In the Safe Access Zones case, among other issues, a number of overlapping questions were raised in relation to the decisions of the Supreme Court in Ziegler[29] and the England & Wales Divisional Court in Cuciurean[30].  The judgment confirms that during a criminal trial it is not always necessary to assess whether a conviction for an offence would be a proportionate interference with a particular defendant’s rights under articles 9, 10 and 11 of the Convention. 

What all of this means is that the ingredients of an offence can in themselves ensure that a conviction can be compatible with those Convention rights.  This may be the case even if the offence does not include a defence of lawful or reasonable excuse.  The assessment of whether an interference with a Convention right is proportionate is not an exercise in fact-finding but rather involves the application of a series of legal tests in a factual context.  As a result, it does not necessarily need to be conducted by the body responsible for finding the facts at any trial.   


Moving on to the substance of the Attorney General’s Reference, it may be helpful if I briefly provide some further context.  Until recently, abortion was prohibited in Northern Ireland unless there was a risk to the mother’s life or of serious long-term or permanent injury to her physical or mental health.  When responsibility for justice was devolved to the Northern Ireland Assembly in 2010, that brought with it responsibility for abortion law.  Attempts during 2016 to have the Assembly legalise abortions to a very limited extent - in cases of fatal foetal abnormality or pregnancy resulting from sexual crimes - were unsuccessful.  In February 2018, the UN Committee on the Elimination of Discrimination against Women, which monitors implementation of the Convention on the Elimination of All Forms of Discrimination against Women[31], or ‘CEDAW’, published a report[32] which found that the UK was responsible for grave and systematic violations of the rights of women in Northern Ireland under CEDAW. 

Two of the report’s recommendations focused on Northern Ireland, one being that the UK should repeal the law then in force in Northern Ireland specifically sections 58 and 59 of the Offences Against the Person Act 1861 and adopt legislation to provide for expanded grounds to legalise abortion and the other being that the UK should “protect women from harassment by anti-abortion protestors by investigating complaints and prosecuting and punishing perpetrators”. 

The government response followed a long and winding road after which the Secretary of State for Northern Ireland ultimately took a power to commission abortion services in Northern Ireland and the Abortion Services (Safe Access Zones) (Northern Ireland) Bill was introduced in the Northern Ireland Assembly on 13 September[33].  This Bill made provision for the designation of ‘safe access zones’ adjacent to premises where abortion services are provided.  Within such zones, under clause 5 of the Bill, specified types of behaviour would be prohibited, including acts intended to influence persons accessing such premises.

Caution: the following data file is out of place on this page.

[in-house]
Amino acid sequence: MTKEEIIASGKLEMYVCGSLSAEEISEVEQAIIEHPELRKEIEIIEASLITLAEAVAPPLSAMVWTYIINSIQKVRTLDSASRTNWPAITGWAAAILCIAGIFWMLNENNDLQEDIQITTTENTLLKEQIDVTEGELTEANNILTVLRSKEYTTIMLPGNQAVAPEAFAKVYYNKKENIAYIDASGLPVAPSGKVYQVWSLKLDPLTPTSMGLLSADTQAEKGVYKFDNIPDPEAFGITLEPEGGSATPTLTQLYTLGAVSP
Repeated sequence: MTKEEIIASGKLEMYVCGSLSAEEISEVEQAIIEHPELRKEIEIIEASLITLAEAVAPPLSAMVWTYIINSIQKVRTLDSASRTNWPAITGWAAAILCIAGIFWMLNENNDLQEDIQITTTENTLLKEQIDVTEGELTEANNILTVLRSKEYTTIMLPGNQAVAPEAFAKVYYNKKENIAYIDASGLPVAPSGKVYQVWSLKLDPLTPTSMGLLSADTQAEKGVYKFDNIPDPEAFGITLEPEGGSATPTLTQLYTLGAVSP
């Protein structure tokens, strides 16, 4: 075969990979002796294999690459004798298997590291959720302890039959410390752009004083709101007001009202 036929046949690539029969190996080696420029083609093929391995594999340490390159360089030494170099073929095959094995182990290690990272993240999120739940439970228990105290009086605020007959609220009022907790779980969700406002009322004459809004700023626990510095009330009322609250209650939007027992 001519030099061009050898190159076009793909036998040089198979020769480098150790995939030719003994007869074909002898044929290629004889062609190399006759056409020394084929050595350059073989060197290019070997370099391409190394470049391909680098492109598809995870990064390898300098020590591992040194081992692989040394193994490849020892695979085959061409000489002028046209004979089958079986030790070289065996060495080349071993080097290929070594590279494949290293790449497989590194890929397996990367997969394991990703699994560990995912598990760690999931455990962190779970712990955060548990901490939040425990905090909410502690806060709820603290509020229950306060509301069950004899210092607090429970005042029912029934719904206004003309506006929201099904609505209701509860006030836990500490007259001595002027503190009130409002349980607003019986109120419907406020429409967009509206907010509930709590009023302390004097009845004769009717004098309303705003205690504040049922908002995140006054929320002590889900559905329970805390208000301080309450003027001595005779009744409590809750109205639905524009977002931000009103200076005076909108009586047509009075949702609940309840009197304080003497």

The Supreme Court began by considering whether clause 5 restricted the exercise of rights protected by articles 9, 10 and 11.  It is of note that not all activities falling within the scope of clause 5 were protected by articles 9 to 11 of the Convention.  Some of the behaviour by protesters described in the evidence before the court, such as spitting at individuals, chasing, threatening and assaulting them and subjecting them to verbal abuse, fell within the ambit of clause 5 but was not protected by articles 9, 10 or 11, either because it did not fall within scope or because it fell within the scope of the article 17 prohibition of abuse of rights.  Clause 5 was, however, capable of applying to other types of behaviour, such as holding a vigil, praying, and engaging in other non-violent demonstrations.  On that basis, the Supreme Court was satisfied that clause 5 imposed a restriction on behaviour falling within the scope of one or more of articles 9 to 11.  The court was satisfied also that the restriction was prescribed by law and pursued a legitimate aim. 

The remaining issue was whether the restriction was necessary in a democratic society to achieve the legitimate aims pursued, in other words, whether the restriction was proportionate.  The court approached that question in the customary way by breaking it down into four elements applying the Bank Mellat[34] tests.  Time does not permit me to go through this in too much detail so I will focus on the final element, that is to say, the question of whether there was a fair balance between the rights of the individual and the general interest of the community, including the rights of others.  The focal point was therefore the issue of necessity.